On exhaustion and art

I’m tired and exhausted. My brain has been sleep deprived and overclocked by caffeine. I’ve had 18 hour work days for weeks and lacked a social life. I’ve been sprinting a marathon and I finally crossed the finish line.

At MUWCI we have a spring tradition called theatre season. Students, faculty, staff and volunteers go together in an extravaganza of theatre and artistic expression over 3 weeks where we put on plays every single night. Being a second year theatre student I followed the norm and directed a rewritten version of Wes Anderson’s Moonrise Kingdom. It has been in the woodworks since November and on Monday it finally culminated in our premiere. Thank god it went well.
The process was giving and draining. From last Thursday till Monday we terraformed our multi purpose hall into the fictional island of New Penzance, complete with a forest, a dock, two houses and a camp. The excitement of dragging in leaves and trees through the weekend was replaced with relief and serenity of dragging it out again afterwards.
Moral of the story? You can make everything look beautiful with fairy lights. Maybe I’ll study theatre. Maybe I won’t. Let’s see.

Last week we passed the 100 day mark. As I’m writing this, graduation is 92 days away. To think that the end of my UWC experience is creeping in so hastily is terrifying; 92 days away from a flag with hats and a last goodbye. Being physically removed from the campus will be tough, as it’s been the canister of the past two years of my life. MUWCI has been such an intense experience that you rarely take time to distance yourself and retrospect and thus you’re taken by surprise when the end is near. 2 years ago I was in between two of the selection processes and UWC was so distant to me; I didn’t even consider it a possibility because the process seemed so daunting. Two rain seasons later I’m approaching the end and I feel both excited and nostalgic.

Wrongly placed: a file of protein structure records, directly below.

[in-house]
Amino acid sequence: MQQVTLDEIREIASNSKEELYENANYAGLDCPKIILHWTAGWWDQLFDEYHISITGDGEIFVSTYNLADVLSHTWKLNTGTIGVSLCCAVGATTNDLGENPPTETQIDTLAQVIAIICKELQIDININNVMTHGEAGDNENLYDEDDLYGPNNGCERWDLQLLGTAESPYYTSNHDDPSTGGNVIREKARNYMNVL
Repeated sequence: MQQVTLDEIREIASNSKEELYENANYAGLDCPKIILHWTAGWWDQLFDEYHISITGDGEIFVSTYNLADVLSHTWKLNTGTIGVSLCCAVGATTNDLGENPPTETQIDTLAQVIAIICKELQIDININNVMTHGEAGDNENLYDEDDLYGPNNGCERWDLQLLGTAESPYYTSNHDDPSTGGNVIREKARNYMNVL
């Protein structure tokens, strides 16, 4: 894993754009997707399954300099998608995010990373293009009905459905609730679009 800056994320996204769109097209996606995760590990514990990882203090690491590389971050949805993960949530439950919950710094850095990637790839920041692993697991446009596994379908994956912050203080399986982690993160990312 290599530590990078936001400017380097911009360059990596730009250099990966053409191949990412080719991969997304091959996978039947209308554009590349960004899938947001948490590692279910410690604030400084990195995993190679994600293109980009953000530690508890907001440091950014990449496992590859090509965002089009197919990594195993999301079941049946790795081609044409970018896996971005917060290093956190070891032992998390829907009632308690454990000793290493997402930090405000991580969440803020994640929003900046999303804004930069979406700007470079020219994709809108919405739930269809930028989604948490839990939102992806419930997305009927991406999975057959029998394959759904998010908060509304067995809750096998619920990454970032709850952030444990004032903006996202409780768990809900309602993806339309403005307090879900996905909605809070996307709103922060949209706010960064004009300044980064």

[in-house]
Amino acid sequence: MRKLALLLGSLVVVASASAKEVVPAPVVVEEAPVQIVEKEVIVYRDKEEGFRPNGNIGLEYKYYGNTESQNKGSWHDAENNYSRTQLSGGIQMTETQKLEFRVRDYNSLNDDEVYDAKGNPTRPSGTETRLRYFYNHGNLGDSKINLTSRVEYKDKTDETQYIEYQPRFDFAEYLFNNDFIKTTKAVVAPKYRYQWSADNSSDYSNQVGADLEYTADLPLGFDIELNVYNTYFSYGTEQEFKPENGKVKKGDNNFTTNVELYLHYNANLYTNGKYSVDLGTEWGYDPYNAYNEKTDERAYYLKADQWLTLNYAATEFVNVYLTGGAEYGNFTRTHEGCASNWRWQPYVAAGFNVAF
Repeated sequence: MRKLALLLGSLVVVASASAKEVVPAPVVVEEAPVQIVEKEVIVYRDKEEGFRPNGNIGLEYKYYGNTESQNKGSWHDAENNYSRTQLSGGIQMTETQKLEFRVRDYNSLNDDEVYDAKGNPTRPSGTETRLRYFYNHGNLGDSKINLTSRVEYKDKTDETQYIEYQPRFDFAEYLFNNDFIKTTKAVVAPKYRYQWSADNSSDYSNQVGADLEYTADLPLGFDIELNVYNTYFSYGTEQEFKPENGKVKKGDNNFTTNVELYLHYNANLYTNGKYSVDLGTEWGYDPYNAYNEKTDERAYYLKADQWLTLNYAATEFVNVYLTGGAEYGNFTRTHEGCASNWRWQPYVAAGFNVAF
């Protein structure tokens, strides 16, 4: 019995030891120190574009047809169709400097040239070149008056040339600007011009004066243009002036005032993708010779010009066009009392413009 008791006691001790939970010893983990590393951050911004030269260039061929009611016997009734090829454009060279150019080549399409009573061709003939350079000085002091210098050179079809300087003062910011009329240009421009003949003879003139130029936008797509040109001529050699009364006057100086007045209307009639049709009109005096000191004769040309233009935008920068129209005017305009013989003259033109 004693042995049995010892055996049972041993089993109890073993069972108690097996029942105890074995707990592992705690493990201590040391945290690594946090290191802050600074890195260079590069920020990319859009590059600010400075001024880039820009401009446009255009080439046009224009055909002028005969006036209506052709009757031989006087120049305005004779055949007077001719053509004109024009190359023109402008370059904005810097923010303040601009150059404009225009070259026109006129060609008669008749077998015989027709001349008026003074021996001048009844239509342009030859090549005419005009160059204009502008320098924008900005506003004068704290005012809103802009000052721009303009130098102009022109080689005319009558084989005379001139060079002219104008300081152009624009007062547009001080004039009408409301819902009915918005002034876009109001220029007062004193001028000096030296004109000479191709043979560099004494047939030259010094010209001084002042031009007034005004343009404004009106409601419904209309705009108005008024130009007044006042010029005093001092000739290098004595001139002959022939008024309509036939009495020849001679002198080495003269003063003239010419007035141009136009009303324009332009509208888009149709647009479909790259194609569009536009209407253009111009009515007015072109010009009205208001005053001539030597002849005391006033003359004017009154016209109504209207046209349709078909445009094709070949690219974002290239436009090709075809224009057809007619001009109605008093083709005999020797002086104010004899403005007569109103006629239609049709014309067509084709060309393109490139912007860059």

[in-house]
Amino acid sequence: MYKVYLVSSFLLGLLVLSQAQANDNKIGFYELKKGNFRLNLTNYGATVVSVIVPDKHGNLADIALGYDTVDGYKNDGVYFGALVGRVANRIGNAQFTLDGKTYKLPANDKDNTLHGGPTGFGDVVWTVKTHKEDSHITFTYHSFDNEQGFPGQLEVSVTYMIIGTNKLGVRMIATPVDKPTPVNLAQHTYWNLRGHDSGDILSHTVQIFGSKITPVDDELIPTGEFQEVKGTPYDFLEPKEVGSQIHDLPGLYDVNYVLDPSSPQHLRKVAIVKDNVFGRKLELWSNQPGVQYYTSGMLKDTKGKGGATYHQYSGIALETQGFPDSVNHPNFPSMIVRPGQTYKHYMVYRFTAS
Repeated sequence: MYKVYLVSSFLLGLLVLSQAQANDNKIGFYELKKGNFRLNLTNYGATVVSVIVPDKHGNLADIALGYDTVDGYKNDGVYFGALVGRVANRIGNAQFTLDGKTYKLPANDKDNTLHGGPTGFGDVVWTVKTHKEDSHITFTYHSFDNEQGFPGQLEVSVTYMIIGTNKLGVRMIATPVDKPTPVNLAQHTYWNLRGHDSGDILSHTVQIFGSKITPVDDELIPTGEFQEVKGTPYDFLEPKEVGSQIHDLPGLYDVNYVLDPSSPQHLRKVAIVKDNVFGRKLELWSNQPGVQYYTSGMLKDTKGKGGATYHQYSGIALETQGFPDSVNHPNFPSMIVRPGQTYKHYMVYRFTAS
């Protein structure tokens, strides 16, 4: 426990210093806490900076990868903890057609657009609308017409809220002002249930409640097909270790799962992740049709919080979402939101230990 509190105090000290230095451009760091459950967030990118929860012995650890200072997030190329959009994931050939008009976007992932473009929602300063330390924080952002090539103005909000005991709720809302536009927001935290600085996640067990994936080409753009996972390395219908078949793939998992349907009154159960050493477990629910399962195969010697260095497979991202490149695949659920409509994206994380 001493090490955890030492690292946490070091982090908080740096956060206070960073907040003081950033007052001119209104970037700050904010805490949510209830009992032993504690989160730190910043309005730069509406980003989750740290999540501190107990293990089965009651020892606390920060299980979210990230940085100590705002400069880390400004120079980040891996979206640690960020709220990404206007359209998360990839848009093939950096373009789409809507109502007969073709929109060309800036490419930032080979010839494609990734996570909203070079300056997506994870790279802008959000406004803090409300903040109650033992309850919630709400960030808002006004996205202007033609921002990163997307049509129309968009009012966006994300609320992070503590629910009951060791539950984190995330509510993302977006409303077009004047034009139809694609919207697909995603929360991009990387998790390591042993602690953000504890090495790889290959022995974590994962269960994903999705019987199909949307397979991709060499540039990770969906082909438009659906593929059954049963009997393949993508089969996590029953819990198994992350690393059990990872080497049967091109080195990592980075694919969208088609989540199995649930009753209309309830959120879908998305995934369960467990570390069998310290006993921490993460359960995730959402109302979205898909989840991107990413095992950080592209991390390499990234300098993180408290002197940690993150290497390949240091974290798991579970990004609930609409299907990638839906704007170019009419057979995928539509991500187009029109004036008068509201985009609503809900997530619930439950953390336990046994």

Now there’s a pause and we’re heading for a retreat on the beaches of Goa. Five days from now I’ll by sipping drinks on the white sand shores and scooting around the forests. MUWCI certainly gives you some exciting experiences; just not as many as the brochures makes you think. But hey, I would never have been able to fight fires in the wild, climb mountains in the Himalayas or play a gig in front of thousands of people — silver lining and all that

If you’re considering applying to UWC consider whether or not you want it. UWC’s a lot of things, but there’s a lot of things that UWC isn’t. UWC isn’t a utopia or a paradise. It’s still filled with drama, Math reports, GloPo papers, Extended Essays, rough days and long nights. Does this make it difficult? Certainly. Does this make it a waste of your time? Most certainly not. UWC is also a place where you get to challenge yourself daily and grow beyond what you saw possible. UWC’s a place where you can find your true preferences and where no one thinks you’re weird for buying seven Chomsky books, for discussing nature vs. nurture over lunch or for shaving off your hair for charity. UWC might seem daunting, but it’s also incredibly exciting.

Now let’s see what happens with my university applications,

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